On the front page of Monday's Arts section, media reporter Brian Stelter put in a plug for one of the paper's favorite leftist artists, "activist filmmaker Robert Greenwald." "Released On Web, A Film Stays Fresh" discussed Greenwald's new documentary in the making, "Rethink Afghanistan," which he's releasing piece by piece on the Internet (so much for organic unity).
The Times finds this a brilliant idea. Since it can't bear to call the leftist Greenwald a leftist, the Times makes do with mildly hinting that Greenwald might be known in "some progressive circles."
The activist filmmaker Robert Greenwald has tried for years to speed up the production process for his documentaries. Now, he says, he is creating one he can release almost immediately, in stages.
Mr. Greenwald is showing "Rethink Afghanistan," a skeptical view of America's war strategies, in five parts on the Internet, with the implied hope that it will contribute to the foreign policy debate. With the first two parts of the film already online, he arrived in Afghanistan on Sunday to conduct more interviews for what he calls his first "real-time documentary."
In the next paragraph, the loaded leftist phrase "war profiteers" appears in the Times with no quotation marks, as if it was accepted fact.
Mr. Greenwald is well known in some progressive circles for his films about war profiteers, Wal-Mart's corporate practices, and the Fox News Channel. His company, Brave New Films, uses documentary expertise to mount political campaigns, including a YouTube series last year about John McCain and what the company called "the politics of hate."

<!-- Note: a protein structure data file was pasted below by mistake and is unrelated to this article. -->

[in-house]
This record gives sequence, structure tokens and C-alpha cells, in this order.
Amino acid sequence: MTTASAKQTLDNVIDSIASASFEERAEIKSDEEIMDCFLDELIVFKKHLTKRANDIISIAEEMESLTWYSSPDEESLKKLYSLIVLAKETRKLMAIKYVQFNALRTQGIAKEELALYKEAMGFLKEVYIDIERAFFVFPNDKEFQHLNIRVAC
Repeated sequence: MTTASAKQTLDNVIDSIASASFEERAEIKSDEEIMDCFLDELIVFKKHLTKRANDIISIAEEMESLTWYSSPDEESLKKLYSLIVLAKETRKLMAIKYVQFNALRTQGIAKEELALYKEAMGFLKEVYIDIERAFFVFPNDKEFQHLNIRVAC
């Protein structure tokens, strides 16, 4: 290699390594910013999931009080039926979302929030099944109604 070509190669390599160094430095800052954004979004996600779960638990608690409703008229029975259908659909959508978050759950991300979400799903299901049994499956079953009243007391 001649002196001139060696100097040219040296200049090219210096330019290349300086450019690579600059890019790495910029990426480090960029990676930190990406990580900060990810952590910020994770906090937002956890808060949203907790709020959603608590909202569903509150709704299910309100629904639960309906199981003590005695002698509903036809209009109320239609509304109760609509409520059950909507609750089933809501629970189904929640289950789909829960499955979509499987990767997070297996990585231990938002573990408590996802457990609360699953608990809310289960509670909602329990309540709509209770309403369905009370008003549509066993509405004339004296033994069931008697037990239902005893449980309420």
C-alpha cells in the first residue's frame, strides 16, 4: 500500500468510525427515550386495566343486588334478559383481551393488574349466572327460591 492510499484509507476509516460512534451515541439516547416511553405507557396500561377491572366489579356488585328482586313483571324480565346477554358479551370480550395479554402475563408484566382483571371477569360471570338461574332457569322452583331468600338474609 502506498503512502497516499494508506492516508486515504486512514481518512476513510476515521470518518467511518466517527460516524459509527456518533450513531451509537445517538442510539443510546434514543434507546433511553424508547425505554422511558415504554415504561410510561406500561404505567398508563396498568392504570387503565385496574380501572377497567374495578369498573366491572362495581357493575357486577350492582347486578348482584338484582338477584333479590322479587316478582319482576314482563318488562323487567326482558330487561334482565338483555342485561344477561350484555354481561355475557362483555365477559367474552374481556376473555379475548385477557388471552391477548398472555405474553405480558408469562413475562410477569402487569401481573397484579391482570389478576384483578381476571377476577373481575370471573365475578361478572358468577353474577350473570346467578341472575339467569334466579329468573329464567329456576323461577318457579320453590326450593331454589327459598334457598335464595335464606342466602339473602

Greenwald is also well-known in that progressive circle known as satisfied readers of the New York Times, a paper that has given the visual screedmaker enviable publicity for his left-wing attacks on Wal-Mart and John McCain, yet has never subjected his paranoid claims to journalistic scrutiny. Stelter relayed Greenwald's activist tactics without rebuttal:
"Rethink Afghanistan" is being shaped both as a film and a campaign at the same time. Mr. Greenwald is already posting installments on the film's Web site, RethinkAfghanistan.com, and also on YouTube. It will eventually be stitched together into a full-length feature. As he has done in the past, Mr. Greenwald will take his finished film to the public using a mixture of DVD sales and house parties. He said he also expected to receive some theatrical distribution.
"We will keep adjusting it as events in the news change and as policy changes," Mr. Greenwald said in an telephone interview last week before he departed for Kabul, the Afghan capital. The film's Web site asks supporters to call for oversight hearings on the United States policy in the region.
By producing his film-and-activism campaign at an accelerated pace on the Internet, Mr. Greenwald is capitalizing on new technology that allows filmmakers to produce their work more swiftly.
Stelter let Greenwald make the case for his propaganda tactics, to the point of letting him cadge for spare change:
His current subject, Afghanistan, is especially time sensitive. President Obama has already ordered 17,000 more troops to the country and is on the verge of outlining a new strategy. Given that backdrop, "it didn't seem to make sense to make a film that would come out even six months from now," Mr. Greenwald said....Owing to the shoe-string nature of operation, the production company is also asking for donations for the trip, even as it takes place. "It's an interesting juggling act, Mr. Greenwald said, "between researching to find people, interviewing the people, editing the pieces, seeing what is happening in the news - and raising funds at the same time."